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Specifically, the AVR-X6300H offers power output rated at 140 watts into two channels, with an 8-ohm load, from 20 Hz to 20 kHz, with 0.05% THD.


Why don't manufactures state WPC with ALL 11 channels driven? Their specifically stating its built with its own amplifier suggesting no need for external amps. But...at how many watts per channel? Does it have any Pre-Outs? How many subwoofer channels? Why not 4

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post #9 of 12 Old 09-24-2016, 11:05 AM - Thread Starter
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Quote:
Originally Posted by rlhaudio View Post
Specifically, the AVR-X6300H offers power output rated at 140 watts into two channels, with an 8-ohm load, from 20 Hz to 20 kHz, with 0.05% THD.


Why don't manufactures state WPC with ALL 11 channels driven? Their specifically stating its built with its own amplifier suggesting no need for external amps. But...at how many watts per channel? Does it have any Pre-Outs? How many subwoofer channels? Why not 4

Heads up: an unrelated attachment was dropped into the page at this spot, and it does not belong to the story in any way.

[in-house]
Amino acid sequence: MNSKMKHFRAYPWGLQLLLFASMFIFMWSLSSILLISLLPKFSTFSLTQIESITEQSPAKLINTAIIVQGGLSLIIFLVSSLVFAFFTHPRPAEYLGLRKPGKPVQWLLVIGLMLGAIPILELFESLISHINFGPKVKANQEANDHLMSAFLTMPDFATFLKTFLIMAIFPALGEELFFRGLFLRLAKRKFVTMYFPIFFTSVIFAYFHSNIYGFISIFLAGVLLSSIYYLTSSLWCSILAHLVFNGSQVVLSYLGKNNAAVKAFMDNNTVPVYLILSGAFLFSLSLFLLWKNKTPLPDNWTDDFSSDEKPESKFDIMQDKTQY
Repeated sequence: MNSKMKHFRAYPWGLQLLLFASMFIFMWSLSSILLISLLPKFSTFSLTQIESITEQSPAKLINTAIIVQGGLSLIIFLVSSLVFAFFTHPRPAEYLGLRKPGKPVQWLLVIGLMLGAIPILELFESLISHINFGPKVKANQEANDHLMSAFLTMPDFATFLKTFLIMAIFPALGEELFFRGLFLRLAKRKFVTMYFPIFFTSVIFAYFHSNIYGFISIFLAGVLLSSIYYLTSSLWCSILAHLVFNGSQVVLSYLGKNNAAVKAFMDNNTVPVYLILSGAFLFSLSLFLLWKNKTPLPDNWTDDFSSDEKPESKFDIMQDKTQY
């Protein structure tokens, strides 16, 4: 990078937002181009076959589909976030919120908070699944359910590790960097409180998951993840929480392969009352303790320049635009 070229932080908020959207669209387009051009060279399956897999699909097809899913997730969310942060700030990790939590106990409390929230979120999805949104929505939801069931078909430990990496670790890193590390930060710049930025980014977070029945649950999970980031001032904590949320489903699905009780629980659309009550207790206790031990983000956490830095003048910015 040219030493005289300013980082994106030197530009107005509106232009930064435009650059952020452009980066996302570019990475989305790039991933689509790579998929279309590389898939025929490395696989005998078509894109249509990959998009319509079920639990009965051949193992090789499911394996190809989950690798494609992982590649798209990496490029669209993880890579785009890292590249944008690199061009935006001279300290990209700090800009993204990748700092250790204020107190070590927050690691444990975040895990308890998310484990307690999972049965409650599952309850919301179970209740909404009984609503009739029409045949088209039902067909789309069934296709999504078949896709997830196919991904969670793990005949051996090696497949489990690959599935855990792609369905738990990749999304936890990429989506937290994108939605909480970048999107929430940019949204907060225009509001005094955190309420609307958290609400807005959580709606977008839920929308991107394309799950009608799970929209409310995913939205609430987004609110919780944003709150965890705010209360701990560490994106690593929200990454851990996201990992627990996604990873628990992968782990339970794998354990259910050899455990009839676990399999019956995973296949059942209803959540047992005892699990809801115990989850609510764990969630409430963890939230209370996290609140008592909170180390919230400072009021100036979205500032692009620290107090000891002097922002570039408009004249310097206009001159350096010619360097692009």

Effectively what you have is a situation where AVR's are (mostly) all power supply limited, with what could be described as over-engineered amplifiers. The reason is because with real content, a situation where all of the speakers are called upon to simultaneously output peak levels is very rare. It's much more common for the center channel, or the L/R front channels to require the lion's share of the power.

While it's theoretically nice to have a power supply that can feed all the amplifier channels to their limit concurrently, and that's what stand-alone amps do, it is not really practical consideration for an AVR. It's more useful for any given channel to be able to draw a significant portion of the power available to it.